This is all a wonderful idea, of course. And sorely needed. All of the above- social workers, crisis consolers, addiction centers, social services workers, welfare checkers- are sorely lacking in our society. Entirely too much of the burden from this lack currently lands on the shoulders of law enforcement officers, who certainly don’t receive enough training in social work or addiction treatment and are instead charged with keeping the peace.

Unfortunately, no one is going to read all of the above four paragraphs.

“Defund the police!” is as far as most people will get. Anything that takes four paragraphs to explain why it isn’t what it sounds like needs a better name.

People who would be happy to get on board with boosting non-law enforcement civic servants to relive local police departments of some of their most burdensome and frustrating cases- like those resulting from the lack of mental illness, drug addiction, and homelessness resources in America- will run like the wind from a message like “defund the police” while cities are boarded up ghost-towns and buildings burn on the nightly news.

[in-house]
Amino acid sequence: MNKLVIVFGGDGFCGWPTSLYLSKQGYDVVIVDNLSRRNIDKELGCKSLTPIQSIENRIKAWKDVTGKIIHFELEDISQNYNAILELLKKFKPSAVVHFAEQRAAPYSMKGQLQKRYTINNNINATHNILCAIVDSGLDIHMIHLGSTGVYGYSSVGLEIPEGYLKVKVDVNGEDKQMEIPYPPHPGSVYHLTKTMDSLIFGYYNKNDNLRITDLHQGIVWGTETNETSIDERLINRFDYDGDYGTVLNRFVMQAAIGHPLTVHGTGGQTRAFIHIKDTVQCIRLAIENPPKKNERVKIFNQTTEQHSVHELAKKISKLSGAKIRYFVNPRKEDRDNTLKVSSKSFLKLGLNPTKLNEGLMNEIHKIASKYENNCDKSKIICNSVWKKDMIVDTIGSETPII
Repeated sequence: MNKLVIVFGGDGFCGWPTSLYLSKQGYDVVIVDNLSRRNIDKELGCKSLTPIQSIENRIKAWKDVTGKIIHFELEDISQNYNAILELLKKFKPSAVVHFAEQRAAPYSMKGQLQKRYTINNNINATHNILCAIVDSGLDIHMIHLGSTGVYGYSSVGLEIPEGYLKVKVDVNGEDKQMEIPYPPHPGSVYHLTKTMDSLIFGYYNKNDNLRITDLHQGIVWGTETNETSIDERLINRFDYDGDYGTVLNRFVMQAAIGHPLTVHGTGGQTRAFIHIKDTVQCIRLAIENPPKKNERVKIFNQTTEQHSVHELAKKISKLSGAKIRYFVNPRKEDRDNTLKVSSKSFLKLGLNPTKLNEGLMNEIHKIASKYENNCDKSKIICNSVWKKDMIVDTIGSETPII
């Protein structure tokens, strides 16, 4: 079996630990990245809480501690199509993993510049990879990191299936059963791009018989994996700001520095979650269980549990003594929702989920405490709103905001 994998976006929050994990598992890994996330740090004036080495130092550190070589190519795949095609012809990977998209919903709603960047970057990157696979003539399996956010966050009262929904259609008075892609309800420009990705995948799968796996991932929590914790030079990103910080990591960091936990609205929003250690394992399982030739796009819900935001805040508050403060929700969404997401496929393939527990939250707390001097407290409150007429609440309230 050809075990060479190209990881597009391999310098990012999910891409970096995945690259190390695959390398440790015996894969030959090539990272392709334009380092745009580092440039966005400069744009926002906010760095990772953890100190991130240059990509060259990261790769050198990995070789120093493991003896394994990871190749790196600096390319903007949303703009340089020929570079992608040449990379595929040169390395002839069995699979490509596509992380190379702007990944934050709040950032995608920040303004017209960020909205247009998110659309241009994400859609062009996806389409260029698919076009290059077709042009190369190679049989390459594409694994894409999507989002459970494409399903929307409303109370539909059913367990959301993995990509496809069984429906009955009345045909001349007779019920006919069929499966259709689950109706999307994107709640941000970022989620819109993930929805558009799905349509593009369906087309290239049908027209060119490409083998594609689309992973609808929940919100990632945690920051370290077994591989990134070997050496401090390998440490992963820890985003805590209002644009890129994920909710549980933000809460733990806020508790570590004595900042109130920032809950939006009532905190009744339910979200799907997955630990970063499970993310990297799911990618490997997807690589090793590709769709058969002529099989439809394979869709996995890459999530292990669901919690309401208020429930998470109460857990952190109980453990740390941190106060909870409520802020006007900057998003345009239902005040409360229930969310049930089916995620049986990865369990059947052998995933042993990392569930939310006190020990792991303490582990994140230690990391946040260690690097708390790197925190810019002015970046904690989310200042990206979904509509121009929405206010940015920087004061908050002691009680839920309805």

“Defund the police,” looks a little strange next to the headline in the Chicago Sun-Times today: “18 murders in 24 hours: Inside the most violent day in 60 years in Chicago.

“On Saturday and particularly Sunday, I heard people saying all over, ‘Hey, there’s no police anywhere, police ain’t doing nothing.’ I sat and watched a store looted for over an hour. No police came. I got in my car and drove around to some other places getting looted, didn’t see police anywhere.” — Rev. Michael Pfleger, longtime Chicago peace-worker and crusader against gun violence about the increased violence in Chicago.

“Defund the police!” takes four paragraphs to explain; “Law and Order!” is so pithy there is a television show named after it.

Former Vice President Joe Biden sees the writing on the electoral wall that “defund the police” is a loser at the polls. As of today, a spokesperson from the Biden campaign has issued a statement that the former Vice President does not support defunding the police, but that he does support reforms under the current rules and existing law enforcement organizations.

Whether or not Biden will manage to maintain his stance after news of his deflection hits social media and the newswire is another matter. Protestors demanding police departments be defunded haven’t been terribly lenient on Democrats who have refused to hear the call.

Democratic voters are also waiting to hear from Joe Biden on what he intends to do about jobs. Admitting to having been distracted by the killing of George Floyd, the Biden campaign keeps dragging its feet on releasing its plan to get America back to work.

(contributing writer, Brooke Bell)